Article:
Water vapour permeability per 24h = 0.025 / 0.005 = 5 g/m2 24h

2nd measurements:

Total moisture gained = 87.1 – 87.1 = 0.0 g

Moisture gained per day = 0.0 / 4 = 0 g day-1

Water vapour permeability per 24h = 0 g/m2 24h

Mean value of water vapour permeability per 24h = 2.5 g/m2 24h


1st measurements:

Total moisture gained = 84.6 – 84.5 = 0.1 g

Moisture gained per day = 0.1/4 = 0.025 g day-1

Water vapour permeability per 24h = 0.025 / 0.005 = 5 g/m2 24h

2nd measurements:

Total moisture gained = 84.6 – 84.5 = 0.1 g

Moisture gained per day = 0.1/4 = 0.025 g day-1

Water vapour permeability per 24h = 0.025 / 0.005 = 5 g/m2 24h

Mean value of water vapour permeability per 24h = 5 g/m2 24h

5.Discuss the results of the water vapour permeability test.

Water vapour permeability is a measure for breathability or for a textile’s ability to transfer moisture. The results show that PP and PE have relatively low water permeability, while cellulose has a lot more. These values agree with literature (Brennan and Grandison, 2012), which states that PP has lower permeability than PE. Cellulose is also stated as a low barrier of water vapour permeability. These results show that using cellulose to pack food sensitive to humidity such as powders is not considered wise.

6.Discuss the results of the packaging and storage of fresh fruit experiment. Explain what is causing the observed changes in the fruit and how the different packaging/storage conditions influence the shelf life of the fruit.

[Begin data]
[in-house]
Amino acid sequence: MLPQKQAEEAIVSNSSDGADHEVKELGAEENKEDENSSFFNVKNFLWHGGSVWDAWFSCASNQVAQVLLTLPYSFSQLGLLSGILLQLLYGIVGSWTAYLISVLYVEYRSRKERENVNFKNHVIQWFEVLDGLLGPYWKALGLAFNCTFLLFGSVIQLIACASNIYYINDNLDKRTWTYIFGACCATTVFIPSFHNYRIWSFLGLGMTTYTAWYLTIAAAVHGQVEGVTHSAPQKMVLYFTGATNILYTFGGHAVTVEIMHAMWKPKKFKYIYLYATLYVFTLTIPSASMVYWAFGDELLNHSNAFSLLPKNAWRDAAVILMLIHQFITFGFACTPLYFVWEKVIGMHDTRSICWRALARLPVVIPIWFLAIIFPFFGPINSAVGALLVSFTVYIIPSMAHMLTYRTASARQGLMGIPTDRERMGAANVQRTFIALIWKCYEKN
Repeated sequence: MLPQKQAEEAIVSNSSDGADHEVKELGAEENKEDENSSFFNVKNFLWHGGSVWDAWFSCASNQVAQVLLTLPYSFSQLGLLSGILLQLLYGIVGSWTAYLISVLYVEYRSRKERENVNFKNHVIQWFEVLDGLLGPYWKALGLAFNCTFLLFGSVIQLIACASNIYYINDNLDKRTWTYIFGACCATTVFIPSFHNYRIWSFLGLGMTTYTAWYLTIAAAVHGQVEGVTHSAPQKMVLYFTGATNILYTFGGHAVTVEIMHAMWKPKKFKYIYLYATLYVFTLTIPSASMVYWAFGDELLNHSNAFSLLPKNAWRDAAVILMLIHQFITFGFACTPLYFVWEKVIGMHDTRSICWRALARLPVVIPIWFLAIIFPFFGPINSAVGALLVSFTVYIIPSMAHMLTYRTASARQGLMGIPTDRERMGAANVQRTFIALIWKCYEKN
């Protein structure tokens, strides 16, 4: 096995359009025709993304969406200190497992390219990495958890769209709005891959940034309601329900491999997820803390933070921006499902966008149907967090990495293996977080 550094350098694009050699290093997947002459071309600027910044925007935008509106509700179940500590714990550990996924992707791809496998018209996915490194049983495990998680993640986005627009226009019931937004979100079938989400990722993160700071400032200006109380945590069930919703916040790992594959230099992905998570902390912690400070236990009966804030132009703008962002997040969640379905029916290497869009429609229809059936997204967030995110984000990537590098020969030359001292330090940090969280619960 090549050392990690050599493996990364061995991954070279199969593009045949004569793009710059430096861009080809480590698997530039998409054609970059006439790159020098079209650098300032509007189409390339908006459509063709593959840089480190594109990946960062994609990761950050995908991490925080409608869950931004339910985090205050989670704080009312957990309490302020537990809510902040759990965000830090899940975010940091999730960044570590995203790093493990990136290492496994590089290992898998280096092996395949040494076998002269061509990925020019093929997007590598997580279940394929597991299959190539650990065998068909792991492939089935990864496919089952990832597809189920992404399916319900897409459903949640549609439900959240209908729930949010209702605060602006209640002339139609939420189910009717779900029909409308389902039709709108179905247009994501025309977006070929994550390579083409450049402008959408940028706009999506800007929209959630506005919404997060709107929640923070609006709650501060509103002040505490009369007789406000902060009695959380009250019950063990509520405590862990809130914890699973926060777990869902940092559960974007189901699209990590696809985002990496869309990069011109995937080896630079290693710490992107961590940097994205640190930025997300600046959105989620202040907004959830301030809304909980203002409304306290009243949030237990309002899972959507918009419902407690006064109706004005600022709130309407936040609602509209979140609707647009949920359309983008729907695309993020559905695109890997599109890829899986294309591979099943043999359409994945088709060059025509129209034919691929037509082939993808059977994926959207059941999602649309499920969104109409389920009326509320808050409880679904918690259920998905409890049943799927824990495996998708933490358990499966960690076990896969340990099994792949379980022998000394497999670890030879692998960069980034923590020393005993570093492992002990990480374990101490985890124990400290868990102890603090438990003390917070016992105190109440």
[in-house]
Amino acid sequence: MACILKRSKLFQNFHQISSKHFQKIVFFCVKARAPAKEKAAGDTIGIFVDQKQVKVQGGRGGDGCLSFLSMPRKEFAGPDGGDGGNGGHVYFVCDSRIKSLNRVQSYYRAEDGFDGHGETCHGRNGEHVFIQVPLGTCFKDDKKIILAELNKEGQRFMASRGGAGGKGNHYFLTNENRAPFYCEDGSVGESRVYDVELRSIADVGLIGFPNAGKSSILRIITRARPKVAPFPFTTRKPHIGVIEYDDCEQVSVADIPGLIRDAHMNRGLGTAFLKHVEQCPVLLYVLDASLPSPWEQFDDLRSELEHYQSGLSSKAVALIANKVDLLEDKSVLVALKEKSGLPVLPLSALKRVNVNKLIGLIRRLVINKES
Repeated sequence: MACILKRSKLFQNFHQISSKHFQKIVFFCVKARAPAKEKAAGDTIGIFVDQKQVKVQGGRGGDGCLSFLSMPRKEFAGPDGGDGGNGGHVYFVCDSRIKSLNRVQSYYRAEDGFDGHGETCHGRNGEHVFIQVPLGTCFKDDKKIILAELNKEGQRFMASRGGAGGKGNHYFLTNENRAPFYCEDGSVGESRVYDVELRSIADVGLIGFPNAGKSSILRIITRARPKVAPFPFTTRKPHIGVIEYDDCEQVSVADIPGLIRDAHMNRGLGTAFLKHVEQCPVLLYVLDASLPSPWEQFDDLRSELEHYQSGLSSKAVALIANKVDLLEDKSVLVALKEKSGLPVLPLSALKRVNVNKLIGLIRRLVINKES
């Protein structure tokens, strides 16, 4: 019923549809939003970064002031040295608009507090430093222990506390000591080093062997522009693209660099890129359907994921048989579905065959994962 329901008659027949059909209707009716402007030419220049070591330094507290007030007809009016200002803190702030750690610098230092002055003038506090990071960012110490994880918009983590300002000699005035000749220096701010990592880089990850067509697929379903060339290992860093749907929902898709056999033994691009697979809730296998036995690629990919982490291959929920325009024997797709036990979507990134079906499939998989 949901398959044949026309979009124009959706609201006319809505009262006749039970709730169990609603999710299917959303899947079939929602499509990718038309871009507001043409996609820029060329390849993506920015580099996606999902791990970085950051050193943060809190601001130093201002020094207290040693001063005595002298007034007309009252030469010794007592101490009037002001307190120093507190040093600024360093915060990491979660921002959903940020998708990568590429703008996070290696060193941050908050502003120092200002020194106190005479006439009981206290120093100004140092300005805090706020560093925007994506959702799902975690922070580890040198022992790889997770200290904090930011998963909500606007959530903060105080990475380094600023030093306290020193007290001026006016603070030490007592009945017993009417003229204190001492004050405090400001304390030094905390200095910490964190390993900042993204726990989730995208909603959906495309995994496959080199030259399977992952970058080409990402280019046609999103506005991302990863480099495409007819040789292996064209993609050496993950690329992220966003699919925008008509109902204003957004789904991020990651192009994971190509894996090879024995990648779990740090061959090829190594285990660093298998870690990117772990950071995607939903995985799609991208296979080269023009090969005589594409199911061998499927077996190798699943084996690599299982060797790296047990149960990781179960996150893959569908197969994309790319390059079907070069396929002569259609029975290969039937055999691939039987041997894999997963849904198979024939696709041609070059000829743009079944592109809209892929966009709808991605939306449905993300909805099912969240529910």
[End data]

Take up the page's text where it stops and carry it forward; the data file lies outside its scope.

Table 5. Fresh fruit (grapes) 3 days interval observations

Film Day Weight (g) Drying out Sweating Mould Internal and external appearance of package Storage temperature Type of spoilage General appearance Storage humidity Other changes/notes


Heat seal

1 31.2 NO CHANGE 25 °C GOOD 75%
2 31.2 Ñ´ NO CHANGE 25 °C GOOD 75%
3 31.2 Ñ´ NO CHANGE 25 °C partial oxidisation 75%

And heat seal with 2 holes

1 27.3 NO CHANGE 25 °C GOOD 75%
2 26.8 Ñ´ slight NO CHANGE 25 °C GOOD 75%
3 25.5 Ñ´ Ñ´ slight Ñ´ NO CHANGE 25 °C partial shrinkage and oxidisation 75%
PE and heat seal 1 31.7 NO CHANGE 25 °C GOOD 75%
2 31.6 Ñ´ NO CHANGE 25 °C GOOD 75%
3 31.3 Ñ´ NO CHANGE 25 °C oxidisation and browning 75%
Open tray 1 42.7 NO CHANGE 25 °C GOOD 75%
2 39.2 NO CHANGE 25 °C GOOD 75%
3 36.2 Ñ´ Ñ´ NO CHANGE 25 °C soft, oxidised and dried 75%

Firstly, the tissues of fruits are alive after harvest and they only die through natural senescence, rotting or when they are consumed, cooked or similarly processed. All these tissues “breath”, a phenomenon called respiration with obvious relations to maintenance of the quality and prolonging the shelf life of the product. Specifically, grapes do not respire very intensively and this is the reason they get harvested when they are ripe. Reducing respiration can extend the shelf life but stalling it will make tissues senesce and die. Cooling temperatures can also lower undesirable effects on fruits (Jongen, 2002).